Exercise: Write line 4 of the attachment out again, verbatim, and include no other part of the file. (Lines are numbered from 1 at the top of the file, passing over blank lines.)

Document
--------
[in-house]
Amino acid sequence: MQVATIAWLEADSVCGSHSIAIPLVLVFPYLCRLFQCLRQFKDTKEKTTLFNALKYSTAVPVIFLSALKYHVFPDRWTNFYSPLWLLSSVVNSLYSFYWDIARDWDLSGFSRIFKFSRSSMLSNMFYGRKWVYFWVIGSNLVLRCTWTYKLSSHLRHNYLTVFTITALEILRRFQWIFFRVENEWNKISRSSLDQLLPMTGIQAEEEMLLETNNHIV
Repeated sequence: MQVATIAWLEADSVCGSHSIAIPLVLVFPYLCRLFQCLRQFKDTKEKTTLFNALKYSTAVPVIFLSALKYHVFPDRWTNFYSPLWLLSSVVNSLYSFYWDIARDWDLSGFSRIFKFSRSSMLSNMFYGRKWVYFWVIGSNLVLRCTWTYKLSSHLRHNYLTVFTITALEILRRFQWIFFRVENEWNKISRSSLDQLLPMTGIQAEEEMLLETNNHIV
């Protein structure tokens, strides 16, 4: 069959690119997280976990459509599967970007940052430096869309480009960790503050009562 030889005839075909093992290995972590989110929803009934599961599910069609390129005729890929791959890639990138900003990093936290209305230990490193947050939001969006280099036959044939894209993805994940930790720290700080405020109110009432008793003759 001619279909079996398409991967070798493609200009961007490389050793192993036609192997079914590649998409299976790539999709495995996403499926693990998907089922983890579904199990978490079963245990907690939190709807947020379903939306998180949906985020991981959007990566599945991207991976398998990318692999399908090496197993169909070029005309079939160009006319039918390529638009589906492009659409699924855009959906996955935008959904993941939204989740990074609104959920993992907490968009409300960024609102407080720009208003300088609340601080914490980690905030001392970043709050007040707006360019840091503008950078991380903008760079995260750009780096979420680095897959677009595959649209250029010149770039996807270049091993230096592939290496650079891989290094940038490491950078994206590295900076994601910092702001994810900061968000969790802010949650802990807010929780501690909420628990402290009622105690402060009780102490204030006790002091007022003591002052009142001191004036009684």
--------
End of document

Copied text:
């Protein structure tokens, strides 16, 4: 069959690119997280976990459509599967970007940052430096869309480009960790503050009562 030889005839075909093992290995972590989110929803009934599961599910069609390129005729890929791959890639990138900003990093936290209305230990490193947050939001969006280099036959044939894209993805994940930790720290700080405020109110009432008793003759 001619279909079996398409991967070798493609200009961007490389050793192993036609192997079914590649998409299976790539999709495995996403499926693990998907089922983890579904199990978490079963245990907690939190709807947020379903939306998180949906985020991981959007990566599945991207991976398998990318692999399908090496197993169909070029005309079939160009006319039918390529638009589906492009659409699924855009959906996955935008959904993941939204989740990074609104959920993992907490968009409300960024609102407080720009208003300088609340601080914490980690905030001392970043709050007040707006360019840091503008950078991380903008760079995260750009780096979420680095897959677009595959649209250029010149770039996807270049091993230096592939290496650079891989290094940038490491950078994206590295900076994601910092702001994810900061968000969790802010949650802990807010929780501690909420628990402290009622105690402060009780102490204030006790002091007022003591002052009142001191004036009684």